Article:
Holy Bot

Bedroom music production, gaming and random shit


May 2013

Forgot About Gamers


Okay, so a new generation of Xbox was revealed the other day, presented as an all-in-one entertainment system. But why, do we really need that?

We don’t sit on the sofa in front of the big screen to browse the web or to chat with friends. We got smartphones, pads/tablets and laptops for that. We got Facebook for social networking on our mobile devices. And guess what, I’m already able to watch TV (and video streams) on my TV. I don’t need an Xbox One for that.

All-in-one systems – now that’s just retarded. Focus motherfuckers! In short, I don’t need a single gadget for all this crap.

I want a dedicated gaming console with top notch hardware from the future.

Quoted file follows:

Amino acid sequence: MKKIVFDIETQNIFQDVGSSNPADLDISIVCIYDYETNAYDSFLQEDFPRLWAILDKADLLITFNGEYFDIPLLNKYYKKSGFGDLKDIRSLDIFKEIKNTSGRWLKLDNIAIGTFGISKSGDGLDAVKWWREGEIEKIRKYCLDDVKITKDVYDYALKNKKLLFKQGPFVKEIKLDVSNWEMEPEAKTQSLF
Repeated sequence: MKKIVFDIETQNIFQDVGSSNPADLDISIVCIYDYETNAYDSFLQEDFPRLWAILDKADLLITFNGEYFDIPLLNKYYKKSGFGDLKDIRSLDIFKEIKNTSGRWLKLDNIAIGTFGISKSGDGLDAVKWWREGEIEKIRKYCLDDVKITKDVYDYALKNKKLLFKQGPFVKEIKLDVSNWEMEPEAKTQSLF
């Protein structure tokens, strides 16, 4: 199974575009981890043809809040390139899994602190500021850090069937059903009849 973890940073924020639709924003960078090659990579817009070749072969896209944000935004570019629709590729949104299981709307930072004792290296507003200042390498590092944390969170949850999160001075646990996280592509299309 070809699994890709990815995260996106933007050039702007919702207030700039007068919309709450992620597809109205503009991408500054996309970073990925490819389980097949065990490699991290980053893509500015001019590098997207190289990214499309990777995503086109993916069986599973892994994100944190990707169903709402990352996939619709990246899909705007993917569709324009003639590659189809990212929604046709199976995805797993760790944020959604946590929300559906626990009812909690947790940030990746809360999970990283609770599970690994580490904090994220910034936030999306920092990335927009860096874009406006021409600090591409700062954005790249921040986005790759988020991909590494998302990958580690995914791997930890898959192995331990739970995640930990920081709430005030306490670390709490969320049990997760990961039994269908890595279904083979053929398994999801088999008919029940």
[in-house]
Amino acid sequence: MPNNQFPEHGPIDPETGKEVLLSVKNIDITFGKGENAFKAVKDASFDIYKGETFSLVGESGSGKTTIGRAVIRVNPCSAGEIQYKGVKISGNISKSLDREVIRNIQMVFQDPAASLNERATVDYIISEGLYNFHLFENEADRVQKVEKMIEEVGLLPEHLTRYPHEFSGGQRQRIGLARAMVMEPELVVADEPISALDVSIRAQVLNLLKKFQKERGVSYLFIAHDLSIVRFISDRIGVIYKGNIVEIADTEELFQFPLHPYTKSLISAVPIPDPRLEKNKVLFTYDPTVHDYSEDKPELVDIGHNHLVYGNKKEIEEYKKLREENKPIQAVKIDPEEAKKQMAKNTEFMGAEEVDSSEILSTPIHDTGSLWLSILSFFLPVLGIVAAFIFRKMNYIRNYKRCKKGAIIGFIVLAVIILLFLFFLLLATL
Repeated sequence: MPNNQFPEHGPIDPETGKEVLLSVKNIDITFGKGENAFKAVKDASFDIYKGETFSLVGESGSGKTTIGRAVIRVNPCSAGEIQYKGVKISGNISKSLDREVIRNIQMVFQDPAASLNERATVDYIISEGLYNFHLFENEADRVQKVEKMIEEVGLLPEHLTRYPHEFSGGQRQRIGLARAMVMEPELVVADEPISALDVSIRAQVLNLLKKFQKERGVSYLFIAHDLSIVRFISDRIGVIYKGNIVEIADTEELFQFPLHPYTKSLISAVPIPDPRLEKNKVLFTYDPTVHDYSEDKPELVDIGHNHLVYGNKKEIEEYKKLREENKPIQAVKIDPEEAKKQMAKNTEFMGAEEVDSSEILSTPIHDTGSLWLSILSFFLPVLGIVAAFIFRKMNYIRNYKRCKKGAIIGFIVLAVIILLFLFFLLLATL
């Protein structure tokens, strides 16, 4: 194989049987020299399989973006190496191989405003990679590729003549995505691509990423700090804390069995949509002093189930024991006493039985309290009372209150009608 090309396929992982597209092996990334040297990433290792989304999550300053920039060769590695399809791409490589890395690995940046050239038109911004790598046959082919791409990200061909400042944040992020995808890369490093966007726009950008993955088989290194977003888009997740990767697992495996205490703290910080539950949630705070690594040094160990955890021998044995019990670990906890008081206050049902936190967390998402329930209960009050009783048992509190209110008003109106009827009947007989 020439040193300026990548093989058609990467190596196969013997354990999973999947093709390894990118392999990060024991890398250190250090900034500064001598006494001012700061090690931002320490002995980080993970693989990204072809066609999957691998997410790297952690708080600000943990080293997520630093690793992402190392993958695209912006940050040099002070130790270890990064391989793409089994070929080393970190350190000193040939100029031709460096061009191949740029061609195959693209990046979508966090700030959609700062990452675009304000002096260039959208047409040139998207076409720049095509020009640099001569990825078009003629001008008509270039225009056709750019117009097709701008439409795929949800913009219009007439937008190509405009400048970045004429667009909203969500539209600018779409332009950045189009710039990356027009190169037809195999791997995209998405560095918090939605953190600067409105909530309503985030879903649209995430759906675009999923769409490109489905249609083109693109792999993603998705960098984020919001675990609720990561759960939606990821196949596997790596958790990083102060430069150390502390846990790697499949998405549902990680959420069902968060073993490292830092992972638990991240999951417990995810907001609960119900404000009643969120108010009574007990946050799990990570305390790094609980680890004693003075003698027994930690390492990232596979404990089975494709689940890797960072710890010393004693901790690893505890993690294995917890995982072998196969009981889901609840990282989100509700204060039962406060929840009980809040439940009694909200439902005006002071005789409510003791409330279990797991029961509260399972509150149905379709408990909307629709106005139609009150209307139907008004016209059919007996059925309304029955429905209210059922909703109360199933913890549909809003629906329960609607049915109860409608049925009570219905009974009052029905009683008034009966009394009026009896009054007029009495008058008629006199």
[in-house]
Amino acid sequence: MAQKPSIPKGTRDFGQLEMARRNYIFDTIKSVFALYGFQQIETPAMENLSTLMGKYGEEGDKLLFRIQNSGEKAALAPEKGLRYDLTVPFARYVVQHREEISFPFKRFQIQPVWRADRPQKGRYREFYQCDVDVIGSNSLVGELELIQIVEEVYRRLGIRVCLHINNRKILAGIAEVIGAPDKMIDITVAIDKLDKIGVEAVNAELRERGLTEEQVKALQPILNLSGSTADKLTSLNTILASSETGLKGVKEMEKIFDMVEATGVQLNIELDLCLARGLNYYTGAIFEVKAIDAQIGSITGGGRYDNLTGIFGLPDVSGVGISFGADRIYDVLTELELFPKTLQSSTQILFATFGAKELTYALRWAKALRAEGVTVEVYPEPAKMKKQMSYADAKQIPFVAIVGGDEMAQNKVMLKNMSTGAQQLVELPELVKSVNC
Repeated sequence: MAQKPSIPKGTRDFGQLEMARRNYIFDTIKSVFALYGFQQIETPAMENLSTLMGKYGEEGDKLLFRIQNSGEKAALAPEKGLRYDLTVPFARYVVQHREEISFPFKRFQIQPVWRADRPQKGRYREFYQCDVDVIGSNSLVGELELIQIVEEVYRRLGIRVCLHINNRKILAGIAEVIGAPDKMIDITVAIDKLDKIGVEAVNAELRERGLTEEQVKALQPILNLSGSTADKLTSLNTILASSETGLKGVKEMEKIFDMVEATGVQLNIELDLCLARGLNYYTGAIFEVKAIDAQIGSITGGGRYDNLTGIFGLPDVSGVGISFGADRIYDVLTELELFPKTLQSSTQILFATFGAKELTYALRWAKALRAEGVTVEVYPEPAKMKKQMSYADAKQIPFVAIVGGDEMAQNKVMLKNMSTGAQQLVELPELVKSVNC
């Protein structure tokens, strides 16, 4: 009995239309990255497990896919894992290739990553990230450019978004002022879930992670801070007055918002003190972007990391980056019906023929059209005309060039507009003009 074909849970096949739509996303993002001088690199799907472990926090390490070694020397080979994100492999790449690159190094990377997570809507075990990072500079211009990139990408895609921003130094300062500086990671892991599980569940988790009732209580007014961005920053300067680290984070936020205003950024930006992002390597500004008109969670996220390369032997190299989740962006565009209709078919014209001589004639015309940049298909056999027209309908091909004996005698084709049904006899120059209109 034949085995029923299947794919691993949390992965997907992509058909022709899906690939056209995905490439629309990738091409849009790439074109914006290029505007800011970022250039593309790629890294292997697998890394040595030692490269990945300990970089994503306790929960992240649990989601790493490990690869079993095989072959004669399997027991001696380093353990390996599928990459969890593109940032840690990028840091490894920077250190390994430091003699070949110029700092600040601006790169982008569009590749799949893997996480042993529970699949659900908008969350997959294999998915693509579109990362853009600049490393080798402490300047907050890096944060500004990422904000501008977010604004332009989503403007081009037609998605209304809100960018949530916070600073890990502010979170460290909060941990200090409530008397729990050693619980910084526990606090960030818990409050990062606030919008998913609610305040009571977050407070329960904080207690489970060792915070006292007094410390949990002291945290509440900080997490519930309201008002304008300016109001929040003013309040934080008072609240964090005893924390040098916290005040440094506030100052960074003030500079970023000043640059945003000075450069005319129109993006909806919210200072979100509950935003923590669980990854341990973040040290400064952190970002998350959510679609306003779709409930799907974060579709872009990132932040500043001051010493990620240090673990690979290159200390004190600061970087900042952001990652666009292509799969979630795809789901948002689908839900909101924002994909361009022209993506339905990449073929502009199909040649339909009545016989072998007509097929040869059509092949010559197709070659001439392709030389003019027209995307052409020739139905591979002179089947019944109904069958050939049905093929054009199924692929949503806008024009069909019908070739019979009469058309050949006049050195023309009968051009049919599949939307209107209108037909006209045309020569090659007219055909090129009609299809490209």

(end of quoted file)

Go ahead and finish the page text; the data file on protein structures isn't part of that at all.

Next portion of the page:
I’d rather have stunning 4K resolution running at 120 frames per second, SSD drive with no loading times, multiplayer where I can actually find and join my friends, perhaps talk to ‘em over some high quality in-game VOIP, and play without lag. Bitch please, no more lag!

In my humble opinion, this whole centralized multimedia concept isn’t the right path. Gimme something shiny, solely to play beautiful games on.

P. S. It’s not like I’m a PlayStation fanboy or something; I think both of the next-gen consoles will include a great deal of social networks and perform quite the same.


Much Ado About Nothing

I’ve been wondering if I should write a post about nothing. Fuck it, let’s do it.